There are 500 or so US companies with dual listed shares. 5-7% of total listed US firms. Ford, Berkshire Hathaway, Oppenheimer, NYTimes, Google, Facebook are high profile examples. Generally use by founders and families to ensure their continued control. Google A shares 10 votes; B 1. Owners don’t want to give up control. These overweighted stocks of founder and families are not usually traded.

Dual/multiple class stock structures have a long history. Media industry figures most prominently. Seen there as a hedge against bowing to shareowner pressures re editorial policy. Preserve editorial content. It used to be you could implement such structures post IPO. Now they must be established up front. In his welcoming remarks, Evan Epstein let the audience know Arthur Rock generally doesn’t favor dual-class structures. Companies that have them should also have sunset provisions, so investors know when this control mechanism will end.

Most tech companies with dual-class structures have it phase out with the first generation. Dual-class structures allow more long-term planning. Transfer of shares usually triggers a change of the shares to low vote shares. Some think the dual-class benefits long-term holders. They argue the public is buying in with an understanding of the structure. Others argue index funds have to buy the stock in the company when it joins the index their fund tracks. Often dual-class is hard wired 5-7 years or when additional stock is sold and go the higher voting stock goes below a certain proportion.

Studies find that corporate cash holdings are worth less to outside holders in dual-class companies. Managers are more like to make value-destroying acquisitions. They are also prone to waste corporate resources for private benefits. Micro-cap dual class structures don’t often phase out or have these modern termination aspects. Many investors apply a discount value to the shares of dual-class companies. (I’m thinking maybe it varies bases on when they think the founder will die.)

Most seem to believe dual-class shares should not be transferrable, especially to the kids. In many media companies they are. How long is it appropriate to protect the mad scientist? How is it long necessary to protect the entrepreneurial spirit? How many mistakes are shareowners willing to suffer? Micro-cap directors are often connected to imperial CEO.  Fiduciary duties offer minimal protection because allowances for reasonable business judgment are quite large. Many cannot take the Wall Street Walk. Time triggers and narrowing the scope of what super-voting rights are used for can limit their damage by making them akin to a chewable poison pill.

Hollinger International corporate fraud case cited. Conrad Black owned 30% but controlled about 70%. He operated the company as his private fiefdom. No checks and balances, extracted huge management fees. Convicted on several counts of fraud.

The people who buy IPOs are generally flipping them. Groupon is a prime example. Reality kicks in.  If they have to be excluded from the index, then index funds can have a huge tracking error. Better to go after listing standards. Now it is a race to the bottom. Any single fund is rarely big enough in private equity to stop a company from taking the dual-class role. They don’t have enough influence over the corporate structure before it goes public. Much of private equity tries to stay away from them because they have no leverage. Perhaps organizations like the Council of Institutional Investors could change that if unified. They certainly made some initial forays by writing to the exchanges. Moving up the 500 shareholder rule would allow delays in going public… maybe companies would be less likely to use dual-class structures.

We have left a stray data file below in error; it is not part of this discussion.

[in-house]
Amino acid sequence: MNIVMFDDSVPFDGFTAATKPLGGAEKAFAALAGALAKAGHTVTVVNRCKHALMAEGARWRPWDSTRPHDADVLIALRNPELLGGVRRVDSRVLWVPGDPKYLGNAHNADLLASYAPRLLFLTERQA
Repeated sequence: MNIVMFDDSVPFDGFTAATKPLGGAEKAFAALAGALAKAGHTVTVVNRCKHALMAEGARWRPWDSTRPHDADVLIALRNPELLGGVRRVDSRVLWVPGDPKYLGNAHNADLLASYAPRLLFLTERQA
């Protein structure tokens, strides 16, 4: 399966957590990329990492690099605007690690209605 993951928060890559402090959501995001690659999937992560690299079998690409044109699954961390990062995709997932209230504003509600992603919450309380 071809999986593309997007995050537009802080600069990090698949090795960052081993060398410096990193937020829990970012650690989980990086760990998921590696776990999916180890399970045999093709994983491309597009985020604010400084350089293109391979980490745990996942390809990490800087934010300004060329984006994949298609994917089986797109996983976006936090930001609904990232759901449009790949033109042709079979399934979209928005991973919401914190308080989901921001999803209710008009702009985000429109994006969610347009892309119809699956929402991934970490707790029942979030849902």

Some brought up use of lead directors to mitigate. I’m not sure that accomplishes anything. You would need a very independent board chair for me to see any mitigation at all from that type of strategy.  Others though funds compromise their values to jump into deal. They can resist tempting companies but they can’t correct problematic behavior. Can one side be ethical and the other side not?

CEO succession is hampered by concentration of voting power. Others argue dual-class allows for a much longer term perspective. Someone proposed allocating super-stock to directors and have one of them be chair, instead of the founder. However, legally the board is already supposed to put the company first and they already wield substantial power. I’m not sure what would be accomplished by them having super-shares. At least the audience was thinking creatively. The best we can seem to hope for in the immediate future is that companies will narrow the scope of when those super voting rights of dual-class shares apply. We still need check and balances, with substantive input from all shareowners, to hold directors and managers accountable.

One investor discounts share value at dual-class companies by up to 20%.  It might depend on how old the founder is. Too many don’t care about governance until it is too late.  If we have to be invested in the company, it’s a Hobson’s choice, since taking the Wall Street Walk is not a real choice. Fiduciary duties protect but not against poor judgment.

SVDX Meeting

See also:



, , , , , , , , , , , ,

Comments are closed.

Powered by WordPress. Designed by WooThemes